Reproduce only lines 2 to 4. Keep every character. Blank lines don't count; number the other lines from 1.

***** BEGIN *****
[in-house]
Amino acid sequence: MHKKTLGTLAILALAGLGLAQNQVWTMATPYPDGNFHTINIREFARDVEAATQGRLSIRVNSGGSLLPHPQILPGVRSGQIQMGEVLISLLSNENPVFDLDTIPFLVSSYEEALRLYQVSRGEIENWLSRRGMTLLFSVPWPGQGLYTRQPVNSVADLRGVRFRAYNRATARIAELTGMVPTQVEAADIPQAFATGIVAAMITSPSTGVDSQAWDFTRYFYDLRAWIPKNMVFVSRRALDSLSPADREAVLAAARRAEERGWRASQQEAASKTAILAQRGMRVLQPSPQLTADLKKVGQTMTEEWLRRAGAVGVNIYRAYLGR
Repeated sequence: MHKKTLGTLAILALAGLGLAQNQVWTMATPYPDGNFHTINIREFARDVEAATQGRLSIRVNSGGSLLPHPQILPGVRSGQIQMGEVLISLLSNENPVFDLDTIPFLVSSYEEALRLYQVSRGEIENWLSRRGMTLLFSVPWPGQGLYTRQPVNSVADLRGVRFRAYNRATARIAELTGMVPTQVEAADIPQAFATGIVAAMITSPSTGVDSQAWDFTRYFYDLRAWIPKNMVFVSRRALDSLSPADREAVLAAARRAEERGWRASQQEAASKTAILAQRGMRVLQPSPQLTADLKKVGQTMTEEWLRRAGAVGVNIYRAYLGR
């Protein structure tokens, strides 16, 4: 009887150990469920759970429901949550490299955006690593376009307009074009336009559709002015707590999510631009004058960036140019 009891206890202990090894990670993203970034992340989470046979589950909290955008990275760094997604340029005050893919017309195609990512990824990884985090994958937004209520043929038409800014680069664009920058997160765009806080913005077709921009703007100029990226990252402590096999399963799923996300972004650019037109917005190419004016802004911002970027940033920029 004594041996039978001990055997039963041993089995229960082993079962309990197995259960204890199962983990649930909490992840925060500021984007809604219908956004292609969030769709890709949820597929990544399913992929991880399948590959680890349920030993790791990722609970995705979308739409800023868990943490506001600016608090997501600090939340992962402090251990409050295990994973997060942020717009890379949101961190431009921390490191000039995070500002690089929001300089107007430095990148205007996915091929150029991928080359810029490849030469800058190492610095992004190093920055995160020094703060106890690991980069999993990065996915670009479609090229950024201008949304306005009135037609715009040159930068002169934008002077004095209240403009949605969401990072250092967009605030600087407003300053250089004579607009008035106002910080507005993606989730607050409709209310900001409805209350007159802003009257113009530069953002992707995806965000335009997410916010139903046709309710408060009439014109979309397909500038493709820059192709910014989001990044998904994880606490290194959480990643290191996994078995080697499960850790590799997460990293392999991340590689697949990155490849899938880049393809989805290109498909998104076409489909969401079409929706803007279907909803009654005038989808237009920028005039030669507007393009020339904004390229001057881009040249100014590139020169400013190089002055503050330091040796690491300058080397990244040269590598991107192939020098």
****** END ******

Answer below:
Amino acid sequence: MHKKTLGTLAILALAGLGLAQNQVWTMATPYPDGNFHTINIREFARDVEAATQGRLSIRVNSGGSLLPHPQILPGVRSGQIQMGEVLISLLSNENPVFDLDTIPFLVSSYEEALRLYQVSRGEIENWLSRRGMTLLFSVPWPGQGLYTRQPVNSVADLRGVRFRAYNRATARIAELTGMVPTQVEAADIPQAFATGIVAAMITSPSTGVDSQAWDFTRYFYDLRAWIPKNMVFVSRRALDSLSPADREAVLAAARRAEERGWRASQQEAASKTAILAQRGMRVLQPSPQLTADLKKVGQTMTEEWLRRAGAVGVNIYRAYLGR
Repeated sequence: MHKKTLGTLAILALAGLGLAQNQVWTMATPYPDGNFHTINIREFARDVEAATQGRLSIRVNSGGSLLPHPQILPGVRSGQIQMGEVLISLLSNENPVFDLDTIPFLVSSYEEALRLYQVSRGEIENWLSRRGMTLLFSVPWPGQGLYTRQPVNSVADLRGVRFRAYNRATARIAELTGMVPTQVEAADIPQAFATGIVAAMITSPSTGVDSQAWDFTRYFYDLRAWIPKNMVFVSRRALDSLSPADREAVLAAARRAEERGWRASQQEAASKTAILAQRGMRVLQPSPQLTADLKKVGQTMTEEWLRRAGAVGVNIYRAYLGR
């Protein structure tokens, strides 16, 4: 009887150990469920759970429901949550490299955006690593376009307009074009336009559709002015707590999510631009004058960036140019 009891206890202990090894990670993203970034992340989470046979589950909290955008990275760094997604340029005050893919017309195609990512990824990884985090994958937004209520043929038409800014680069664009920058997160765009806080913005077709921009703007100029990226990252402590096999399963799923996300972004650019037109917005190419004016802004911002970027940033920029 004594041996039978001990055997039963041993089995229960082993079962309990197995259960204890199962983990649930909490992840925060500021984007809604219908956004292609969030769709890709949820597929990544399913992929991880399948590959680890349920030993790791990722609970995705979308739409800023868990943490506001600016608090997501600090939340992962402090251990409050295990994973997060942020717009890379949101961190431009921390490191000039995070500002690089929001300089107007430095990148205007996915091929150029991928080359810029490849030469800058190492610095992004190093920055995160020094703060106890690991980069999993990065996915670009479609090229950024201008949304306005009135037609715009040159930068002169934008002077004095209240403009949605969401990072250092967009605030600087407003300053250089004579607009008035106002910080507005993606989730607050409709209310900001409805209350007159802003009257113009530069953002992707995806965000335009997410916010139903046709309710408060009439014109979309397909500038493709820059192709910014989001990044998904994880606490290194959480990643290191996994078995080697499960850790590799997460990293392999991340590689697949990155490849899938880049393809989805290109498909998104076409489909969401079409929706803007279907909803009654005038989808237009920028005039030669507007393009020339904004390229001057881009040249100014590139020169400013190089002055503050330091040796690491300058080397990244040269590598991107192939020098």